If Measure P passes, the City loses over $300,000 in net annual revenue, which would be used to maintain and improve the areas where paid parking was implemented, such as Lakeview Commons, Harrison Avenue and Lakeside Beach. These projects improve the quality of experience for residents and visitors. The City's strategic plan is focused on investments in recreation and infrastructure including streets and parks. The Chamber adopted Tahoe Future Vision 2020 last year wherein it "commits to support sensible regulations to advance physical infrastructure that supports business and community."
There is little evidence that tourists are dissuaded from visiting because of paid parking. We believe the City listened to concerns from residents and visitors via amending the program by shortening the hours, improving signage, reducing parking ticket fines, and ensuring residents retain access to popular facilities at minimal cost with a "Locals Pass."
Why vote to repeal the program when we can still make it work for our community? It means that people who choose to park close to facilities will pay specifically for that benefit. If we want first-rate infrastructure and recreation facilities, the City needs to raise additional revenue. Support the City's efforts to fund construction and maintenance of high-quality infrastructure and recreation facilities, making South Lake Tahoe a wonderful place to live and a world-class tourist destination.
Fix it, don't nix it!
We urge you to Vote NO on Measure P.
Betty Gorman, President, Lake Tahoe South Shore Chamber of Commerce Jerry Bindel, Secretary, South Lake Tahoe Lodging Association Peter Fink, John Friedrich, Small World
Vote NO on P Passage of Measure P would eliminate a significant new revenue source for the maintenance and operations of public facilities.
Measure P would dismantle:
The City listened to the Community:
Vote NO on P The City has made tremendous strides over the last few years. The City Council is focused and strategic in moving our community forward. We listen to our community as you relay your expectation and needs. Over 70% of residents surveyed between 2010 and 2013 have recommended the city seek new revenues whenever possible, from tourists. The City's strategic plan is focused on investments in recreation and infrastructure such as streets and parks. The City's budget is balanced. We reduced our work force by 33% and have eliminated structural deficits. If you believe we are moving in the right direction, join us and VOTE NO on measure P.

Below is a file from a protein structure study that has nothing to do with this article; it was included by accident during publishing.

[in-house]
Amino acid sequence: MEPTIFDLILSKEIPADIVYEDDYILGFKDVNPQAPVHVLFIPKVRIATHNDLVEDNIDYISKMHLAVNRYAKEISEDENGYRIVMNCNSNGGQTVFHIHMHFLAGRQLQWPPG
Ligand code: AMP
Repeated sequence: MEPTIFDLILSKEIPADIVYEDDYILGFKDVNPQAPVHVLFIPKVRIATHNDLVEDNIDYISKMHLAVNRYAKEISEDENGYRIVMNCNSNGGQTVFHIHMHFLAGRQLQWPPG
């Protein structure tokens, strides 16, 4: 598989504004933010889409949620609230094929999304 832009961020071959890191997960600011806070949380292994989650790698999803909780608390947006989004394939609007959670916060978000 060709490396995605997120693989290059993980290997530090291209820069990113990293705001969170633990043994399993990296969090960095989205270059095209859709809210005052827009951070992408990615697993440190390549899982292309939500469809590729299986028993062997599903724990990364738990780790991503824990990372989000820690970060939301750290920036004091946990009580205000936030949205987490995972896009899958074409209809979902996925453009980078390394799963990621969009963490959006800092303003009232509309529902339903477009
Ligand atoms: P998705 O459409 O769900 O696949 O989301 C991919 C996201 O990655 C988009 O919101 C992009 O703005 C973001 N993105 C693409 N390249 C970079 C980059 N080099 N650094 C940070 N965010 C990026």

Mayor Hal Cole, On behalf of the South Lake Tahoe City Council
The Parking Meter Program has been a total FAILURE, much like the Parking Garage. The City is calling this program a "significant new funding source". NOT TRUE!!
In the City's argument against Measure P', they report "$200,000 in parking revenue", but neglect to report the operating expenses in excess of $248,000. This is misleading and causes the public to believe that this program is currently profitable. That Is a $48,000 LOSS.
The City Council has invested your tax dollars in an expensive experiment that is NOT working. Because the Venice Drive and Paradise Avenue kiosk locations were losing money, the City Council has voted to temporarily remove these areas from the program and have put $120,000 worth of equipment into storage, It is hoped that some of that money can be recovered by selling this slightly used equipment. What is left of this money-losing program needs to be abolished by voting YES on P.
The City Council DID NOT LISTEN to the community.
Make them listen now by VOTING YES on P.
Peggy A. Bourland
John N. Cefalu
John J. Grace
Make them listen now by VOTING YES on P.
Peggy A. Bourland John N. Cefalu John J. Grace Bruce Grego 09
|Full Text of Measure P|
|CITY OF SOUTH LAKE TAHOE
RESOLUTION NO. 2014-9A RESOLUTION OF THE CITY COUNCIL OF THE CITY OF SOUTH LAKE TAHOE, CALIFORNIA, CALLING AN ELECTION FOR THE PURPOSE OF SUBMITTING TO THE VOTERS A MEASURE WHICH WOULD REPEAL ORDINANCE NUMBERS 1049, 1051 AND 1054 REGARDING PARKING IN THE CITY OF SOUTH LAKE TAHOE; AND REQUESTING THE EL DORADO COUNTY BOARD OF SUPERVISORS TO CONSOLIDATE SAID ELECTION WITH THE JUNE 3, 2014 STATEWIDE DIRECT PRIMARY ELECTION
WHEREAS, the City Council of the City of South Lake Tahoe was presented with a proposed initiative petition by proponents against the paid parking program; and
WHEREAS, the City Council has determined that the parking initiative as certified is legally flawed; and
WHEREAS, the City Council believes that the voters should be provided an opportunity to determine the continuation or repeal of the paid parking program; and
WHEREAS, Election Code Section 9222 allows the City Council to place a proposed measure for repeal of any ordinance before the voters at their discretion; and
WHEREAS, under the provisions of the laws relating to general law cities in the State of California, there has been called and ordered a Statewide Direct Primary Election to be held on June 3, 2014.
NOW, THEREFORE, the City Council of the City of South Lake Tahoe does hereby resolve, declare, determine, and order as follows:
Section 1. The measure shall be effective if approved by a majority of the electorate.